Philosophy Associate in Arts Degree
PROGRAM CODE: 2A03868
The Philosophy Associate in Arts Degree includes the development of critical thinking and writing skills; the investigation of conceptual problems encountered in the course of reflecting about experience; the assessment of assumptions underlying other sciences and arts; and the exploration of intellectual and cultural history from a broad perspective. Majoring or minoring in philosophy is an excellent way of preparing for law school and other careers that involve facility in reasoning, analysis and information processing. This degree requires a total of 18 units in addition to other graduation requirements.
|Required Courses (12 units):|
|PHIL 100 F||Introduction to Philosophy||3|
|or PHIL 100HF||Honors Introduction to Philosophy|
|PHIL 160 F||Introduction to Ethics||3|
|PHIL 170 F||Logic and Critical Thinking||3|
|or PHIL 172 F||Critical Thinking and Writing|
|PHIL 201 F||History of Philosophy: Ancient and Medieval||3|
|or PHIL 202 F||History of Philosophy: Modern and Contemporary|
|Restricted Electives (6 units):||6|
|Western Civilizations to 1550 (formerly Western Civilization I)||3|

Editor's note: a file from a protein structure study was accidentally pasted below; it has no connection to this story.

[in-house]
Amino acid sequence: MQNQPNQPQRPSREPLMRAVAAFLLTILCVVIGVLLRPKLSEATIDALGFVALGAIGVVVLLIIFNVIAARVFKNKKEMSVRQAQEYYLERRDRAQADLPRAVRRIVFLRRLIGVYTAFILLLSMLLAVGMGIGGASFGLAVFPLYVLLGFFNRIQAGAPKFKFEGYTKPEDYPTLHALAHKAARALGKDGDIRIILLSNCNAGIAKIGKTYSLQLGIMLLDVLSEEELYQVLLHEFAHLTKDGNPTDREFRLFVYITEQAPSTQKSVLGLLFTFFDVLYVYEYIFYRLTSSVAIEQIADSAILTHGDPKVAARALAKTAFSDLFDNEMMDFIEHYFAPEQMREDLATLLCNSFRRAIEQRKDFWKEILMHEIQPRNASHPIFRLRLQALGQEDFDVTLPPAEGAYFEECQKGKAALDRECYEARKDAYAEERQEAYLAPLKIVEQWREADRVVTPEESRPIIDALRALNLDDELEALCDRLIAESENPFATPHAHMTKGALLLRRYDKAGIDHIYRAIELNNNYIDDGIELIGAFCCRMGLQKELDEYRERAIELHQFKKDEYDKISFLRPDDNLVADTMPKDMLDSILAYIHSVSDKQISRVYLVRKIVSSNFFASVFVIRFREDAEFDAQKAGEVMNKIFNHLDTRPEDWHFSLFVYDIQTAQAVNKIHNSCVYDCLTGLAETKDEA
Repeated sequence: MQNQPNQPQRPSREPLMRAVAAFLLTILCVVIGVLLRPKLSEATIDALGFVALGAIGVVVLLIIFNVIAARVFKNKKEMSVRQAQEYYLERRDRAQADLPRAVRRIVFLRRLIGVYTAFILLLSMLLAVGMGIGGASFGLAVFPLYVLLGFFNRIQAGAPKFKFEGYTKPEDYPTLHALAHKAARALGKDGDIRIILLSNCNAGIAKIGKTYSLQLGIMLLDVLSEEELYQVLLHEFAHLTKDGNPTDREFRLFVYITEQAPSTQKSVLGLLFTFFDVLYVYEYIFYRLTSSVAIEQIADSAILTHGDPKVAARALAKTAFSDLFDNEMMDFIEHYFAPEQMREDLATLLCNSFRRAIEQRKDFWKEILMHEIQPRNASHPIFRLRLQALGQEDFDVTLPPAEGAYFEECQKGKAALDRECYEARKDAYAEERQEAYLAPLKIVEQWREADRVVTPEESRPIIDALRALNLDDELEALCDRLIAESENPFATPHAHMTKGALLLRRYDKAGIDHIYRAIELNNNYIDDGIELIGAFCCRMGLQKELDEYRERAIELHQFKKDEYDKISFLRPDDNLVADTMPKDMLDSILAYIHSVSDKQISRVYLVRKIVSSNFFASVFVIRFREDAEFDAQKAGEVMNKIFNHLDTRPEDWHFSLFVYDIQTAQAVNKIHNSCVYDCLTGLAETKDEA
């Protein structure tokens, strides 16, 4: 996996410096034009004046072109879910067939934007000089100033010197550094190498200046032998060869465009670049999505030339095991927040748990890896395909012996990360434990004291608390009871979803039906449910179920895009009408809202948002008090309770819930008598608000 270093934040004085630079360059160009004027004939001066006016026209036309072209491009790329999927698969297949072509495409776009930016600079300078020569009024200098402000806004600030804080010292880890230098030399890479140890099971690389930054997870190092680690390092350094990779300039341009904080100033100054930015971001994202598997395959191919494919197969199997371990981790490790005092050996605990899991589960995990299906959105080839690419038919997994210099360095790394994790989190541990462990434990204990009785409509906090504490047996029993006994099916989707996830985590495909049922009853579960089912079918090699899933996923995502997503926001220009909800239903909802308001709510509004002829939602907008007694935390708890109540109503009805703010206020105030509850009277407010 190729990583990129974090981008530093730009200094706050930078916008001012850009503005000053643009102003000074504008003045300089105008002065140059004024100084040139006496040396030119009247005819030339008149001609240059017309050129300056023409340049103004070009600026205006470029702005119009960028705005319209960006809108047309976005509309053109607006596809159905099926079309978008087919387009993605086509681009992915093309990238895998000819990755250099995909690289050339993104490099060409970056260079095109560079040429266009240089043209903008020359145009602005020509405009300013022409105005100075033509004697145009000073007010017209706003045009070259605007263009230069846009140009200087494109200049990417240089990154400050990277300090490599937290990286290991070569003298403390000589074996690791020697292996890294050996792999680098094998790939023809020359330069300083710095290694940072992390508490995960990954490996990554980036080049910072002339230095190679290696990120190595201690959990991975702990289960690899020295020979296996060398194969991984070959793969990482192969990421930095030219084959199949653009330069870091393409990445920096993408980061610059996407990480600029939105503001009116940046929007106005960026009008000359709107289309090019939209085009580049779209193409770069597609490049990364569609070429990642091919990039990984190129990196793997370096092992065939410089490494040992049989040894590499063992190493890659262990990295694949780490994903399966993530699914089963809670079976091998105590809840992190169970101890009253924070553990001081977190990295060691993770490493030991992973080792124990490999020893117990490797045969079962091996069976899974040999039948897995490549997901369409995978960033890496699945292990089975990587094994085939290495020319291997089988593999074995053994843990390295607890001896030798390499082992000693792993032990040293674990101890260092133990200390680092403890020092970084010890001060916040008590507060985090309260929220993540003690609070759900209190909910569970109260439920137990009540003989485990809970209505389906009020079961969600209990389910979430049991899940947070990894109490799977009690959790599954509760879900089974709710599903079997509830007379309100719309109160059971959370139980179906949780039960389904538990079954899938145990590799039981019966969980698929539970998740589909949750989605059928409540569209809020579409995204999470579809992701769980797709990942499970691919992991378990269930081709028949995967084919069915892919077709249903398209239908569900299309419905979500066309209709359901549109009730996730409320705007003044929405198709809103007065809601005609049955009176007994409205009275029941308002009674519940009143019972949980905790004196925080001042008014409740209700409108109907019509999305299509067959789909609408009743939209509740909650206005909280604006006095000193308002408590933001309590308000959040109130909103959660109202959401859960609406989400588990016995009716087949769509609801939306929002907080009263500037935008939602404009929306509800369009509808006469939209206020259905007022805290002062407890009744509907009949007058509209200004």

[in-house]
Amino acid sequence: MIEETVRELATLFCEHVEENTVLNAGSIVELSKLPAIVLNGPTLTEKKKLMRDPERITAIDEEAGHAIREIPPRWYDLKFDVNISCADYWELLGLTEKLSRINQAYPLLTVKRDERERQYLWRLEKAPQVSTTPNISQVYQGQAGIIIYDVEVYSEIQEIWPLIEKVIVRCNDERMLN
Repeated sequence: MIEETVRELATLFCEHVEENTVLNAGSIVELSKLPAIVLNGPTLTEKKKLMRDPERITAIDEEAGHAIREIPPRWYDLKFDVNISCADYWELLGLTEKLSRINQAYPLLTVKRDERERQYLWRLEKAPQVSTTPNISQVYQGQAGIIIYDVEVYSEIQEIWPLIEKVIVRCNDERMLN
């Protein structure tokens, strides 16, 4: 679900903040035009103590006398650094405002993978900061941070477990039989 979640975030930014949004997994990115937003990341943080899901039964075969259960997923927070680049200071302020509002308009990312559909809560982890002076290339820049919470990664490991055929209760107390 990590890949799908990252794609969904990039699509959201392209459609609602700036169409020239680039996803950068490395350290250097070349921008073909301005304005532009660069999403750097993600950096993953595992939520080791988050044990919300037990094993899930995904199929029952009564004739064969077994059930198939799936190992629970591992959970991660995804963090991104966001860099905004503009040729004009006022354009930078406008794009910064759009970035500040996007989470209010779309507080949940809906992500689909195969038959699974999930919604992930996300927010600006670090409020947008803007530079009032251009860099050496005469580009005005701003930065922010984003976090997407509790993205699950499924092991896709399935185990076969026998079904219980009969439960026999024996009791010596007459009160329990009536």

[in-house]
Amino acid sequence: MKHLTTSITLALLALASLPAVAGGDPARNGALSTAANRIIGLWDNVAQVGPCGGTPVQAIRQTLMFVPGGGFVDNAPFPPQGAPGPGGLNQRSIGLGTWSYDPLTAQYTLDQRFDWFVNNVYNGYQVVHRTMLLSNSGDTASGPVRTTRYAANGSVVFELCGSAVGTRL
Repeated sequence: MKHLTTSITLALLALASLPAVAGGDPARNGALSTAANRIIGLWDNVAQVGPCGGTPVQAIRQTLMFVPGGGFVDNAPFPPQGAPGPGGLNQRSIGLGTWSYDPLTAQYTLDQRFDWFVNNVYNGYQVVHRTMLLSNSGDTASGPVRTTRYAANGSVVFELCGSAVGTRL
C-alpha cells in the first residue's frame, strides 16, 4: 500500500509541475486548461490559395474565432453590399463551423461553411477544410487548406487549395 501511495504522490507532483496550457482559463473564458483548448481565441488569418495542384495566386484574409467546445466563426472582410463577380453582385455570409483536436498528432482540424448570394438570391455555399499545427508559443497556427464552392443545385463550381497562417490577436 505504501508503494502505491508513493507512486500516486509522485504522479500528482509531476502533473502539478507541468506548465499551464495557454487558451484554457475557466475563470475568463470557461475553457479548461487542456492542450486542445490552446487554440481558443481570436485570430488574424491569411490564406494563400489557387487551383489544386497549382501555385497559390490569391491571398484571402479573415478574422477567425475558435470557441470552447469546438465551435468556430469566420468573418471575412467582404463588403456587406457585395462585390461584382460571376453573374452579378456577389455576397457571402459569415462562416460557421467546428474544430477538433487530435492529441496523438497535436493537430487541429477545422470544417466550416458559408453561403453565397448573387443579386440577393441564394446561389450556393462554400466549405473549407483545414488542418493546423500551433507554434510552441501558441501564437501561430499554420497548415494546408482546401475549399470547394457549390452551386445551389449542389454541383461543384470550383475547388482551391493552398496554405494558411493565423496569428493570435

or HIST 110HF
|Honors Western Civilizations to 1550 (formerly Western Civilization II)|
|Western Civilizations Since 1550 (formerly Western Civilization II)||3|
or HIST 111HF
|Honors Western Civilizations Since 1550 (formerly Honors Western Civilization II)|
|Introduction to Religious Studies||3|
or PHIL 105HF
|Honors World Religions|
|Social and Political Philosophy||3|
|Women's Issues in Philosophy||3|
|Introduction to Christianity||3|
|Introduction to Judaism||3|
|The Holocaust (formerly PHIL 198AF)||3|
|The American Religious Experience||3|
|The Religion of Islam||3|
|Introduction to Asian Religions||3|
|Philosophy Independent Study||1|
Outcome 1: Identify and explain major philosophical terms and concepts by being able to employ terminology used in philosophical arguments in order to understand the enduring questions in philosophy.
Outcome 2: Compare and contrast the principles of at least two of the following ethical approaches: Utilitarianism, Kantian ethics, Natural law, Virtue ethics, Feminist ethics. In doing so, the context of works and movements to the various author\s' philosophies should be articulated.
Outcome 3: Evaluate patterns of deductive and inductive reasoning through summary and analysis of complex arguments while relating them to their own experience.
Outcome 4: Compare and contrast the epistemological and metaphysical systems of Plato, Aristotle, and at least one medieval philosopher in order to demonstrate competency in relating a philosopher's ideas to the history of philosophy.
Outcome 5: Compare and contrast the epistemological systems of Rationalism, Empiricism, Kantianism, and at least one nineteenth century and one contemporary philosopher while making connections between a philosopher's views and the influence of culture on these views. In addition students should be able to articulate open-mindedness with regard to divergent and conflicting theories.